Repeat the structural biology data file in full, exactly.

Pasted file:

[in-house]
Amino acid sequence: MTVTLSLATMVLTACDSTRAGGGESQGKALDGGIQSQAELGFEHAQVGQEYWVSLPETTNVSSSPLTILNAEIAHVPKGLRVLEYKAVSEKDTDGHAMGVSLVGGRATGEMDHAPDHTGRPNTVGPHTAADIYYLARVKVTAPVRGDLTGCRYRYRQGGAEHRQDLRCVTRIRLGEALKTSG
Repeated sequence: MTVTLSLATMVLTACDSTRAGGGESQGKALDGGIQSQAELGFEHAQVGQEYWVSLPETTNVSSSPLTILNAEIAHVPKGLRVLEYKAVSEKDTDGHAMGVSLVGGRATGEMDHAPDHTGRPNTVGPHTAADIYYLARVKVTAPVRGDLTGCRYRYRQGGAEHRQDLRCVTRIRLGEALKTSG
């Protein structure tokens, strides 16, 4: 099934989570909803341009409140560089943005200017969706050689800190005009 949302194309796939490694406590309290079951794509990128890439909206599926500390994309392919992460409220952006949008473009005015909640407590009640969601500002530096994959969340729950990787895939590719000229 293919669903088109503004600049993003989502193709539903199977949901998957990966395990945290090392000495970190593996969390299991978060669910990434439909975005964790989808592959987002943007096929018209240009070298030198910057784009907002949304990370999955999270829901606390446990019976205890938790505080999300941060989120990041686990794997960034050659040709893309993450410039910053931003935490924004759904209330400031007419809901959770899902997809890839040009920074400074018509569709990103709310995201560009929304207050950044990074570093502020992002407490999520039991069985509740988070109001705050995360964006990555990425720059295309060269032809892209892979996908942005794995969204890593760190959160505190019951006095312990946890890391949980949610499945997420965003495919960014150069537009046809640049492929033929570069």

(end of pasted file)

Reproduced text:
[in-house]
Amino acid sequence: MTVTLSLATMVLTACDSTRAGGGESQGKALDGGIQSQAELGFEHAQVGQEYWVSLPETTNVSSSPLTILNAEIAHVPKGLRVLEYKAVSEKDTDGHAMGVSLVGGRATGEMDHAPDHTGRPNTVGPHTAADIYYLARVKVTAPVRGDLTGCRYRYRQGGAEHRQDLRCVTRIRLGEALKTSG
Repeated sequence: MTVTLSLATMVLTACDSTRAGGGESQGKALDGGIQSQAELGFEHAQVGQEYWVSLPETTNVSSSPLTILNAEIAHVPKGLRVLEYKAVSEKDTDGHAMGVSLVGGRATGEMDHAPDHTGRPNTVGPHTAADIYYLARVKVTAPVRGDLTGCRYRYRQGGAEHRQDLRCVTRIRLGEALKTSG
């Protein structure tokens, strides 16, 4: 099934989570909803341009409140560089943005200017969706050689800190005009 949302194309796939490694406590309290079951794509990128890439909206599926500390994309392919992460409220952006949008473009005015909640407590009640969601500002530096994959969340729950990787895939590719000229 293919669903088109503004600049993003989502193709539903199977949901998957990966395990945290090392000495970190593996969390299991978060669910990434439909975005964790989808592959987002943007096929018209240009070298030198910057784009907002949304990370999955999270829901606390446990019976205890938790505080999300941060989120990041686990794997960034050659040709893309993450410039910053931003935490924004759904209330400031007419809901959770899902997809890839040009920074400074018509569709990103709310995201560009929304207050950044990074570093502020992002407490999520039991069985509740988070109001705050995360964006990555990425720059295309060269032809892209892979996908942005794995969204890593760190959160505190019951006095312990946890890391949980949610499945997420965003495919960014150069537009046809640049492929033929570069």